Campers woke during the night at the recent Barmah Muster last month to the sound of four-year-old Mooroopna boy Jedd Loffel’s mount.RHIANNON GAVALAKIS May 6, 2014 3:06am
Campers woke during the night at the recent Barmah Muster to the sound of four-year-old Jedd Loffel’s mount.
If his ride was a horse, they probably would not have batted an eyelid. But Jedd’s trusted steed is a donkey named Tonkey.
Jedd’s mother Ebony Loffel said she went for a ride in the morning, and a couple of people said Tonkey had woken them when he brayed in the night.
‘‘He did scare a few horses at the muster as well,’’ Ms Loffel said.
Among the many horses, his unique features set him apart.
‘‘Everyone commented on Tonkey’s big ears and they wanted to pat him — he was the only donkey there that I know of,’’ Ms Loffel said.
In his checked shirt, light-up western boots and cowboy hat, it is easy to see how Jedd attracted attention as well.
The adorable pair shared a special bond.
When Jedd walks, Tonkey follows in his footsteps, and stops when his tiny master does.
‘‘He is a pretty special donkey, you don’t get many that have a personality like him,’’ Ms Loffel said.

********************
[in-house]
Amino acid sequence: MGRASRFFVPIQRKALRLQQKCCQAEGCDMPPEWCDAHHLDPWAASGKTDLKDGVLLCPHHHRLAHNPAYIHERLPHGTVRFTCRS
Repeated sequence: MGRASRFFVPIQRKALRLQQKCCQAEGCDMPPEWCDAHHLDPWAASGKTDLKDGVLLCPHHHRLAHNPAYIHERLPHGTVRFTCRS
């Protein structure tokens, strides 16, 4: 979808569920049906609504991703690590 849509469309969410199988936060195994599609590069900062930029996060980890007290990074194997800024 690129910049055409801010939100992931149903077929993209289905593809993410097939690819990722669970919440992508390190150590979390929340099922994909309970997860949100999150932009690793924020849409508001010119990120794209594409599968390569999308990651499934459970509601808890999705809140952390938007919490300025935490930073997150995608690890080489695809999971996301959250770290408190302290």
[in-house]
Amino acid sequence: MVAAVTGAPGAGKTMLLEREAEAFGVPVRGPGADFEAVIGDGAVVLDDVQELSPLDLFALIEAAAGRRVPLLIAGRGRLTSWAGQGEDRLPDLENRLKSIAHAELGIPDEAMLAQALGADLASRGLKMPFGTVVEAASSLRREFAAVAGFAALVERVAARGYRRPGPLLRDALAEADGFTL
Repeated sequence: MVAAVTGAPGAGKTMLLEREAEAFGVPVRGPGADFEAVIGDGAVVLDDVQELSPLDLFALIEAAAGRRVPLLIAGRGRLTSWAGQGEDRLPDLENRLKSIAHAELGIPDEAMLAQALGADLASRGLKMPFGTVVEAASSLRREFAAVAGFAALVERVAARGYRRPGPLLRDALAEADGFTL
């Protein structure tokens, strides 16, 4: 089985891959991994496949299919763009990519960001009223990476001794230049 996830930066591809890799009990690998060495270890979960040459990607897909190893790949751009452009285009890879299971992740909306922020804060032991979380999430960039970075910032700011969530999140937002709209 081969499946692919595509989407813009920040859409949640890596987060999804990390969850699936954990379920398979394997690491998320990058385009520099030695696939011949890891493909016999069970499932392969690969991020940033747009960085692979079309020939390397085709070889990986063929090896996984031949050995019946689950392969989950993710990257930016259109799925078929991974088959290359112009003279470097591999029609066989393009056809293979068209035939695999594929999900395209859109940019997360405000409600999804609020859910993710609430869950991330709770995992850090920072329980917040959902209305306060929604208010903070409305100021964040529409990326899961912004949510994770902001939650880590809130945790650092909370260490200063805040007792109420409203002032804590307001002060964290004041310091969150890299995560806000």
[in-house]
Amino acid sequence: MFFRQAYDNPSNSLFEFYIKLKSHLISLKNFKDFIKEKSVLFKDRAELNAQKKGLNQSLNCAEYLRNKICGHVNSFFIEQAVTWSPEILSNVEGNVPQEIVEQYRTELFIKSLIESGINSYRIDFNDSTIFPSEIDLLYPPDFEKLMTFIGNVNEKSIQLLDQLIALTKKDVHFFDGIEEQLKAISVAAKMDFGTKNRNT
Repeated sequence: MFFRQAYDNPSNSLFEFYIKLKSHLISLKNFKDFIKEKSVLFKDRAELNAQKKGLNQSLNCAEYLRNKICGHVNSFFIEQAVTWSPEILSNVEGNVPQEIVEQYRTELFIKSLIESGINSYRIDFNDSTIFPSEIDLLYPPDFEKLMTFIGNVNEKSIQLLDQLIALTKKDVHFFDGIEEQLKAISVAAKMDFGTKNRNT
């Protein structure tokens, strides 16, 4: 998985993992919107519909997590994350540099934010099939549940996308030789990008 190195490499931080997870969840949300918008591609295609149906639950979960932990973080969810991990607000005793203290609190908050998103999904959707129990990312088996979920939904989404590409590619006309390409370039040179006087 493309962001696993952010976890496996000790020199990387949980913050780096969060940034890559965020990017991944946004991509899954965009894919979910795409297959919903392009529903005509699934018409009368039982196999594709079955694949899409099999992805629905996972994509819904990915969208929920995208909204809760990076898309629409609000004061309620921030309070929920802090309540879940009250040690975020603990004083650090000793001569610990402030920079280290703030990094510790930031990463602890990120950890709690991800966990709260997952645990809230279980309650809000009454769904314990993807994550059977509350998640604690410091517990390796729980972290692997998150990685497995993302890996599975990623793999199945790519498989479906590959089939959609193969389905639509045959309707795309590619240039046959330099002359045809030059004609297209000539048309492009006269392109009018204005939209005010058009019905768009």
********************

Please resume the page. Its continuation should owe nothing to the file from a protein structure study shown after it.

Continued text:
Mooroopna’s Loffel family transports donkeys and camels from the Northern Territory to sell at the Echuca Saleyards.
‘‘The donkeys are used for guarding smaller livestock — they scare away the (predators),’’ Ms Loffel said.
Tonkey was an orphan colt, and was hand-reared.
‘‘When we first got him, Jedd would run out and say: ‘The tonkey’s here,’ instead of donkey, and that is how he got his name,’’ Ms Loffel said.
Jedd has a natural sense of horsemanship, and said he planned on becoming a cowboy — breaking-in horses and training donkeys.
Becoming a policeman and a motorbike rider were also among his ambitions.
But for now, he was content growing up on the farm.
‘‘I like to help feed the animals, and to pick grass for Tonkey,’’ he said.
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